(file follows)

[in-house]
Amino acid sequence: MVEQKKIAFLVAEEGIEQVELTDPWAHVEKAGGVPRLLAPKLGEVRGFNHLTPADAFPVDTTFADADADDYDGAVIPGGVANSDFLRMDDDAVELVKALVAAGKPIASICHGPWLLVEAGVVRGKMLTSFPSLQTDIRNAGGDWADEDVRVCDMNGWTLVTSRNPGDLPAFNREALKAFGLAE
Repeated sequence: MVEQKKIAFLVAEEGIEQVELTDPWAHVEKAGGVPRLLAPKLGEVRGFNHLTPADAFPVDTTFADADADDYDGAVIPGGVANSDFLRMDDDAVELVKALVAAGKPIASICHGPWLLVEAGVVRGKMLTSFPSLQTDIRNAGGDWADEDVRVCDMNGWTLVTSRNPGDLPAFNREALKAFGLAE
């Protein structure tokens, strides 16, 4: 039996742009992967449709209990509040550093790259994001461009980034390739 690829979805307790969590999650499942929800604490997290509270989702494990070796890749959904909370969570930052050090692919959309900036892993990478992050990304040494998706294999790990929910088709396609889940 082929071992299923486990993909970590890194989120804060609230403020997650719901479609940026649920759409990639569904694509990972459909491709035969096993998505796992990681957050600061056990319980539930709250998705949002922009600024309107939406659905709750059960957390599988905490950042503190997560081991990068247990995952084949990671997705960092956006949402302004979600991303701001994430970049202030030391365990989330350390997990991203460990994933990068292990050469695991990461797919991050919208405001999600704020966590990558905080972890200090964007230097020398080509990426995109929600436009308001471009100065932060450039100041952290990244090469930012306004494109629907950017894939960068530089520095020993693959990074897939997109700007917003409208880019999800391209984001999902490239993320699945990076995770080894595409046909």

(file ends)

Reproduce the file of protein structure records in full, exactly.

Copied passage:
[in-house]
Amino acid sequence: MVEQKKIAFLVAEEGIEQVELTDPWAHVEKAGGVPRLLAPKLGEVRGFNHLTPADAFPVDTTFADADADDYDGAVIPGGVANSDFLRMDDDAVELVKALVAAGKPIASICHGPWLLVEAGVVRGKMLTSFPSLQTDIRNAGGDWADEDVRVCDMNGWTLVTSRNPGDLPAFNREALKAFGLAE
Repeated sequence: MVEQKKIAFLVAEEGIEQVELTDPWAHVEKAGGVPRLLAPKLGEVRGFNHLTPADAFPVDTTFADADADDYDGAVIPGGVANSDFLRMDDDAVELVKALVAAGKPIASICHGPWLLVEAGVVRGKMLTSFPSLQTDIRNAGGDWADEDVRVCDMNGWTLVTSRNPGDLPAFNREALKAFGLAE
């Protein structure tokens, strides 16, 4: 039996742009992967449709209990509040550093790259994001461009980034390739 690829979805307790969590999650499942929800604490997290509270989702494990070796890749959904909370969570930052050090692919959309900036892993990478992050990304040494998706294999790990929910088709396609889940 082929071992299923486990993909970590890194989120804060609230403020997650719901479609940026649920759409990639569904694509990972459909491709035969096993998505796992990681957050600061056990319980539930709250998705949002922009600024309107939406659905709750059960957390599988905490950042503190997560081991990068247990995952084949990671997705960092956006949402302004979600991303701001994430970049202030030391365990989330350390997990991203460990994933990068292990050469695991990461797919991050919208405001999600704020966590990558905080972890200090964007230097020398080509990426995109929600436009308001471009100065932060450039100041952290990244090469930012306004494109629907950017894939960068530089520095020993693959990074897939997109700007917003409208880019999800391209984001999902490239993320699945990076995770080894595409046909």